Op-Ed

Bill would hinder local councils that are vital to school improvement

Woodford County High School’s site-based decision-making council met in 2015 to discuss changes in the dress code for the school.
Woodford County High School’s site-based decision-making council met in 2015 to discuss changes in the dress code for the school.

The hard-working principals, teachers and parents who come together to lead our schools have grown accustomed to being asked to produce improved results with limited resources. This year, however, that more-with-less challenge looks to be more daunting than ever.

It’s going to take everyone in the school and district community doing their part to address drastic state budget cuts. Despite years of tight budgets and ambitious calls for improvement, student achievement has improved in Kentucky. Instead of being at the bottom of state-by-state lists, on many measures we are near the middle of the national pack, or better. Even with this progress, we all know enormous need for improvement remains.

The commitment to continuous improvement defines the work of Kentucky’s school-based decision making councils. Across Kentucky, 7,485 teachers, parents and principals served on local SBDM councils last school year, according to the state education department. Empowering principals, teachers and parents to make school-level decisions is a key to reaching and teaching more students. Advocates of charter schools make that point first when they say why that concept holds promise.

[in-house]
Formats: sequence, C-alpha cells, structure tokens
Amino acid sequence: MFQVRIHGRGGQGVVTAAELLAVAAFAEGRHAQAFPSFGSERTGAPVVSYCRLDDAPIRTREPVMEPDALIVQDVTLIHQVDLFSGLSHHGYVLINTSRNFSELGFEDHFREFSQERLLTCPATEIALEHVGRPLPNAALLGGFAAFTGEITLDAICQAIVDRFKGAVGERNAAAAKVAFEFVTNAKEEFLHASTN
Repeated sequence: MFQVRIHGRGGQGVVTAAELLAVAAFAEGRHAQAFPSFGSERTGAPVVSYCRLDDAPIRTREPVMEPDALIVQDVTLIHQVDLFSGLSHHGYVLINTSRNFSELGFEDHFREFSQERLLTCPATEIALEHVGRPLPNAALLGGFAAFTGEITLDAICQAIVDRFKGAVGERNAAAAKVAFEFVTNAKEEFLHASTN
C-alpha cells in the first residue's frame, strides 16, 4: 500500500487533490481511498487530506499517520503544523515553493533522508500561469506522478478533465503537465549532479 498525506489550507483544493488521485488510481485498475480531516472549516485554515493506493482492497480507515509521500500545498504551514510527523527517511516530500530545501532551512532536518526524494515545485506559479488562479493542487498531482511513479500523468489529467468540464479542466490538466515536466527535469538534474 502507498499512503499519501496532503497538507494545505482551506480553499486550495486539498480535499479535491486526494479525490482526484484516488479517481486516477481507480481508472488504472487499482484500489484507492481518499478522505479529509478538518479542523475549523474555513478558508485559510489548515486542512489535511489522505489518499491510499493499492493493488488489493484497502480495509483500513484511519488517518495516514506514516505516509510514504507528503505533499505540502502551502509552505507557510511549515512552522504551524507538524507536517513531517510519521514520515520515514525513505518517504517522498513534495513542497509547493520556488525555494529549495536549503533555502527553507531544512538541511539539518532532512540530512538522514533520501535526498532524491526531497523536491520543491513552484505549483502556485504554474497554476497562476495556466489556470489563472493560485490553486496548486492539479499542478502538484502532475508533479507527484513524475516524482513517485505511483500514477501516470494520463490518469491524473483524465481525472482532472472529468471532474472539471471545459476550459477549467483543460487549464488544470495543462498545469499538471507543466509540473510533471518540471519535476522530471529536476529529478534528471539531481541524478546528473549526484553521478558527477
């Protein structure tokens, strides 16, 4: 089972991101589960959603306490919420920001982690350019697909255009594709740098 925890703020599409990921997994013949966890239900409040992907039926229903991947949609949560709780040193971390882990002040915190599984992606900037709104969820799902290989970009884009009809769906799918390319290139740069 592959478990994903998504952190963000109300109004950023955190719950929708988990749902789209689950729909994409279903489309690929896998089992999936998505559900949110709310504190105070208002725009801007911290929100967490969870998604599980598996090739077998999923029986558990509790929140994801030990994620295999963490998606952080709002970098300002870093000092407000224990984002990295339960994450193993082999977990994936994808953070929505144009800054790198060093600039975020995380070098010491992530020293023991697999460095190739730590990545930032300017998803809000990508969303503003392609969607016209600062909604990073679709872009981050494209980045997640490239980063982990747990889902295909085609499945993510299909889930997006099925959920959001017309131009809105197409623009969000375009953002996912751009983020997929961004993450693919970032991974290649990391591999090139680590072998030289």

Some public school opponents claim the councils somehow stand in the way of improvement. However, there is no evidence to support that claim. Engaging shareholders in decision-making creates a climate that promotes school improvement. In addition to state-level student performance trends, teachers report favorable conditions for effective school leadership, parents report that SBDM has helped improve schools, and superintendents give principals high ratings as school leaders. Also, results show that schools in districts exempt from SBDM councils do not outperform others. See specific data at www.kasc.net/2010/.

Senate Bill 55 would limit SBDM authority by allowing school boards to overturn any council “decision, policy, or action” if it is “inconsistent with local board policy or a hindrance to the efficient operation of the district as a whole.” Such a change would make it harder to address student needs unique to a school and would stifle innovation. Those closest to the students need to be able to invest in the months-long process of researching and making teaching and learning decisions without fear that their work will be thrown out by the school board.

The truth is that the teachers, principals, and parents who step forward to find ways to boost learning are not at odds with central office leaders or school boards or state officials. Successful school districts need community support built on the widest possible understanding of priorities and decisions. SBDM councils get people involved and look at situations from the closest vantage point. Councils are an important part of a Kentucky education system that is working smarter and moving in the right direction. Schools that are closing achievement gaps have SBDM councils. With support from district and state leaders, SBDM councils provide the best chance for reaching and teaching every student.

Ronda Harmon is executive director of the Kentucky Association of School Councils, a nonprofit group based in Danville. She has served on SBDM councils as both a parent and a teacher representative.

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